Seemingly everyone at Sundance has a lot to say about the highly anticipated adaptation of the viral short story from the New Yorker, starring Emilia Jones (“CODA”) and Nicholas Braun (Cousin Greg from “Succession”) about a 20-year-old woman, Margot, who strikes up a mostly text-based relationship with an older man, Robert, and then goes on an epically bad date with him.
The story by Kristen Roupenian launched a thousand Twitter threads about consent and bad kissers (and ghosting, and is it okay to change your mind about having sex with someone midway through the act) when it came out in December 2017, as society started to grapple with the fallout of #MeToo. (The story was published just two months after the initial investigative reports by the New York Times and the New Yorker regarding Harvey Weinstein’s history of sexual abuse.) Listening to audience chatter leaving the premiere Saturday was like hearing those Twitter threads get revived, five years later. Stories of nightmarish dates are apparently as resonant as ever.
In a big departure from Roupenian’s subtle short story, though, the film version of “Cat Person” is unmistakably a darkly comedic horror film about the hellscape of modern dating. Director Susanna Fogel (who co-wrote the screenplay for 2019′s “Booksmart”) and writer Michelle Ashford (creator of “Masters of Sex”) have leaned into genre elements, often jumping between reality and Margot’s violent visions of being in constant danger, just by virtue of being a woman. Every walk home alone at night and every touch of the arm carries the potential for harm, with Heather McIntosh’s score adding a heightened sense of dread.
The film also adds Isabella Rossellini as Margot’s professor, giving biting commentary on the gender dynamics of ants and bees, and a skeptical feminist best friend (Geraldine Viswanatha from “Blockers”) who is constantly pointing out how this relationship seems like bad news, only to have Margot ignore all her warnings.
“Michelle and I talked a lot about trying to manifest those internalized fears in an externalized sense of danger,” Fogel said at the post-screening Q&A session, “even if it’s just that feeling of that adrenaline, that cortisol flash of danger that I think a lot of women have when they’re in a situation with someone they don’t know, suddenly aware of the size of that person who they just got into a car with that they met on Tinder a day ago and now they’re driving down a highway at 80 miles an hour.”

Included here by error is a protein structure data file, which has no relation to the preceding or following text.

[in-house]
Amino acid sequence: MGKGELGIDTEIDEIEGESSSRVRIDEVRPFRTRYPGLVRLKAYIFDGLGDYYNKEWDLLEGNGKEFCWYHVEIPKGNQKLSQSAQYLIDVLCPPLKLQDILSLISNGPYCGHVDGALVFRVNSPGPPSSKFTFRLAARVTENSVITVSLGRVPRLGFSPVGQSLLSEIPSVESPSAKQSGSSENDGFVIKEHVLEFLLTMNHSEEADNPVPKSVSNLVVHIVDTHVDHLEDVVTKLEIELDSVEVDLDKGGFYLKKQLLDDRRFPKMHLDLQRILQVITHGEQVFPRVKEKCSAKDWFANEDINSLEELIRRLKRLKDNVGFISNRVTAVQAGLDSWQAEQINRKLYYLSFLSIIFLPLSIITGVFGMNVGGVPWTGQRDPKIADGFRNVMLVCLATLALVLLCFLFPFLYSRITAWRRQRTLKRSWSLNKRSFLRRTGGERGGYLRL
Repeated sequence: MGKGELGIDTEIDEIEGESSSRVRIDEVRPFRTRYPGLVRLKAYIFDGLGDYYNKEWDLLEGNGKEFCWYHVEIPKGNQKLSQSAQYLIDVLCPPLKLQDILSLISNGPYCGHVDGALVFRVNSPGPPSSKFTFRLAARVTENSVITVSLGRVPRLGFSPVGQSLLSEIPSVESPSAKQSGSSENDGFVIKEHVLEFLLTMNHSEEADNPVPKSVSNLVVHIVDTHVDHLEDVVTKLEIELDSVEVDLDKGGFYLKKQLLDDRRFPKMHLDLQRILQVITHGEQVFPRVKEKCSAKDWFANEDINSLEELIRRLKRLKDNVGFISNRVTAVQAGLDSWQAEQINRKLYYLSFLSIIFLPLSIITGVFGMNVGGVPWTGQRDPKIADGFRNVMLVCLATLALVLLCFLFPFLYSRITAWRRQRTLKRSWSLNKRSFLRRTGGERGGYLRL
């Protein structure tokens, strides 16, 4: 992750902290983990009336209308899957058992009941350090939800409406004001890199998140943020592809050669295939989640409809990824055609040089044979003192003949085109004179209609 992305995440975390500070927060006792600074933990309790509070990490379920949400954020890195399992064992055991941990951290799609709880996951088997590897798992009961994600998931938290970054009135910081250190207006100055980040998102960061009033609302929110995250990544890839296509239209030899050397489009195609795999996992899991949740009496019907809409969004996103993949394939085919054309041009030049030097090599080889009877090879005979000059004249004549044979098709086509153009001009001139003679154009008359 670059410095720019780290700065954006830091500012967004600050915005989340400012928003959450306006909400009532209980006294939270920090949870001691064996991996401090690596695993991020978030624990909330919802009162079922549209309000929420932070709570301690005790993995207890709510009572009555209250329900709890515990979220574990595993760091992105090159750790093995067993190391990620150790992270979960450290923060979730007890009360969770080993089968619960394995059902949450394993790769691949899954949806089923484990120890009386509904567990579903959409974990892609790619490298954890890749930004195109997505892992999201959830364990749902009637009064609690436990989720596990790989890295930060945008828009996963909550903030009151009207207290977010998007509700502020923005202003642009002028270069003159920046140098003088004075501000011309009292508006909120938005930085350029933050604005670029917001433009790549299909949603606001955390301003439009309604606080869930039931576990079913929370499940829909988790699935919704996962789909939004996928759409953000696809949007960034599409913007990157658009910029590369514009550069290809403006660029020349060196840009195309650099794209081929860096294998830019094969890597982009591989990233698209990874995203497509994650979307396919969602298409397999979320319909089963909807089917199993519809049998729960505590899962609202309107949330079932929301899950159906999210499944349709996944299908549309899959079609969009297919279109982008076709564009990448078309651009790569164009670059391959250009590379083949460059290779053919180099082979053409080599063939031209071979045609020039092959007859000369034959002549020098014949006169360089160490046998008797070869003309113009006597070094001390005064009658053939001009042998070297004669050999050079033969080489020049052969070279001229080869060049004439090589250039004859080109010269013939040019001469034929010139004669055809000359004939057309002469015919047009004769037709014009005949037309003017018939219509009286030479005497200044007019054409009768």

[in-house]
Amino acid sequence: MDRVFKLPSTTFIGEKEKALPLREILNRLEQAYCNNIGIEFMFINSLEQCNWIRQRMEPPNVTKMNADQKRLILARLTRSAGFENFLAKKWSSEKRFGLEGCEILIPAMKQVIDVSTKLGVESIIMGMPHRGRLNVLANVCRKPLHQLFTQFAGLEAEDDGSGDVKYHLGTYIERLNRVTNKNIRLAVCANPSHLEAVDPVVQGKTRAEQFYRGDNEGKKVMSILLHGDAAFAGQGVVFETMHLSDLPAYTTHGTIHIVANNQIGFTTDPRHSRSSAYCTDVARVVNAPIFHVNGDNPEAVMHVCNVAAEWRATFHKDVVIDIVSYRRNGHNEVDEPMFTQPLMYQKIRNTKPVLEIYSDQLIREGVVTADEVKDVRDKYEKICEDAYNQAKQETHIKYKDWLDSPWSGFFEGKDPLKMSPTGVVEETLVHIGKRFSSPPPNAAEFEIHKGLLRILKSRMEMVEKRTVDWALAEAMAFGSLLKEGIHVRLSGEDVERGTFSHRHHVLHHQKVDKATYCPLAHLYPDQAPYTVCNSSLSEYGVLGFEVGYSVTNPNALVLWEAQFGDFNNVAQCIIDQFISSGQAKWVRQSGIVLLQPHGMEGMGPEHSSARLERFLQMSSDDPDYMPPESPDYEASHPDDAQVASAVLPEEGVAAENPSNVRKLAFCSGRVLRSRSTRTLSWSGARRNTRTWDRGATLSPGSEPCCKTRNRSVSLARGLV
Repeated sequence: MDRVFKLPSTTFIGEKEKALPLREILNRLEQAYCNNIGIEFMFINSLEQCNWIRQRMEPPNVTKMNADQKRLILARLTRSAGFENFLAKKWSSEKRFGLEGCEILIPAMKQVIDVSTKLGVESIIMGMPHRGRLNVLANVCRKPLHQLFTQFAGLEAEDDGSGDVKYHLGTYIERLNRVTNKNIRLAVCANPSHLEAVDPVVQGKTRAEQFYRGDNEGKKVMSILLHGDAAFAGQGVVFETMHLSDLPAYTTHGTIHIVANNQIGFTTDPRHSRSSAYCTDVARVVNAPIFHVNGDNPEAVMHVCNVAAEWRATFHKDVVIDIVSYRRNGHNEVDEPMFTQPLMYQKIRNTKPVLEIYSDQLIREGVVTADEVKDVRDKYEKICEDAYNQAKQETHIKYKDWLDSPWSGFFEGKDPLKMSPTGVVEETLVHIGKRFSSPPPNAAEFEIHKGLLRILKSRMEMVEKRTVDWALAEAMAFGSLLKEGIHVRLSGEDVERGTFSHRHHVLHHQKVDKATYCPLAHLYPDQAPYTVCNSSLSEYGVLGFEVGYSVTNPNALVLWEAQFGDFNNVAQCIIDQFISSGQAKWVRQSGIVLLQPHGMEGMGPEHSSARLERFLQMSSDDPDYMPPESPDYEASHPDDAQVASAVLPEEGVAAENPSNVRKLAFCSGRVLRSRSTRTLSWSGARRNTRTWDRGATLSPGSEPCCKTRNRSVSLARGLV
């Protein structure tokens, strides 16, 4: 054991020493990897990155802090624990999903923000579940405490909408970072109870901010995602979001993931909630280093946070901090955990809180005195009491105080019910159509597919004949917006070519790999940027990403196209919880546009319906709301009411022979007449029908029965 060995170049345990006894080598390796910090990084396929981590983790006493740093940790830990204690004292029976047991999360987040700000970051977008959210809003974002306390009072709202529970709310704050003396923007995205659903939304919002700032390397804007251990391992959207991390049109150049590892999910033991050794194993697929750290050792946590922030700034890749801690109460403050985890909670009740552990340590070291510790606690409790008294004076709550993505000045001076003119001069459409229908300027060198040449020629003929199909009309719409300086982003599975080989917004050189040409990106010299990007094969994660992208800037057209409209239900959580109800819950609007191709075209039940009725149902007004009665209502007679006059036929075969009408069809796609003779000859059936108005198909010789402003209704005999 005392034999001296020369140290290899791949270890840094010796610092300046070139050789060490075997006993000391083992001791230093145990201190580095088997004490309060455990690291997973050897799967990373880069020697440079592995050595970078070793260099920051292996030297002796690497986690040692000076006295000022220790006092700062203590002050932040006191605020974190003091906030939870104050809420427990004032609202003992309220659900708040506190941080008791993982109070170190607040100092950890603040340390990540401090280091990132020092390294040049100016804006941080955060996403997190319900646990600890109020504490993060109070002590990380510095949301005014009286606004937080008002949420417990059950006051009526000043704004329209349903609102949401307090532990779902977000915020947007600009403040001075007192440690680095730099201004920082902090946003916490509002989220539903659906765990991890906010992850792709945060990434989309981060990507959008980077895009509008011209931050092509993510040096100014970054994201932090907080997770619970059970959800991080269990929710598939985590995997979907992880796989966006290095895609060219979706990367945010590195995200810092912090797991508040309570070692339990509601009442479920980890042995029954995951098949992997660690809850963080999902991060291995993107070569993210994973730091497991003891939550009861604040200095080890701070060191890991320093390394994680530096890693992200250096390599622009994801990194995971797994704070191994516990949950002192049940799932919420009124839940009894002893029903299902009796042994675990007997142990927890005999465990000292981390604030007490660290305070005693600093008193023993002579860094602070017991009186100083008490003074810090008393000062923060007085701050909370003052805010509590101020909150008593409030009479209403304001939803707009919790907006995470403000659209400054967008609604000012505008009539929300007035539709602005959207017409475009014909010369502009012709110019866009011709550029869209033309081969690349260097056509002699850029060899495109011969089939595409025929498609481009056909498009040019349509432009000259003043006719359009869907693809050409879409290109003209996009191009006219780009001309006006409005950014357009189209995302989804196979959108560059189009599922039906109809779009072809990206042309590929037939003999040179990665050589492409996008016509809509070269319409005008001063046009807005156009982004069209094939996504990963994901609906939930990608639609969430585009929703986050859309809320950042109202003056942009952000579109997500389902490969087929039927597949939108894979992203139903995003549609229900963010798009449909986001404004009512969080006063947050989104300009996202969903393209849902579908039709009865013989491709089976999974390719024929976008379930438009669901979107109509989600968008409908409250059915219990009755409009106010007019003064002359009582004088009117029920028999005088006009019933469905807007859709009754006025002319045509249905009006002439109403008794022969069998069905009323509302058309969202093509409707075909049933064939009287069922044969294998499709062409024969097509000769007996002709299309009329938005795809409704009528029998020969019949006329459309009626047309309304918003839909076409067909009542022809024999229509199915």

The movie’s biggest supporters seemed to be those who went into it blind and weren’t as thrown off by the movie’s extreme, worst-case-scenario third act, which plays out what happens after the gut-punch ending of Roupenian’s story, when Robert lashes out at Margot over text after she ghosts him. Nuanced it is not, but it is a fascinating adaptation of what seemed to be un-film-able source material that takes place mostly over text and in Margot’s head from her.
The audience responded to that third act with a lot of squirming, nervous laugher, and hands over their eyes—but it also gives Robert a chance to say what was going on in his head and grill Margot about what he could have done that was wrong . The man sitting next to me said he appreciated the addition, because he’d gone through those same kinds of emotions, of jumping to all kinds of conclusions after a woman he was dating had inexplicably pulled away.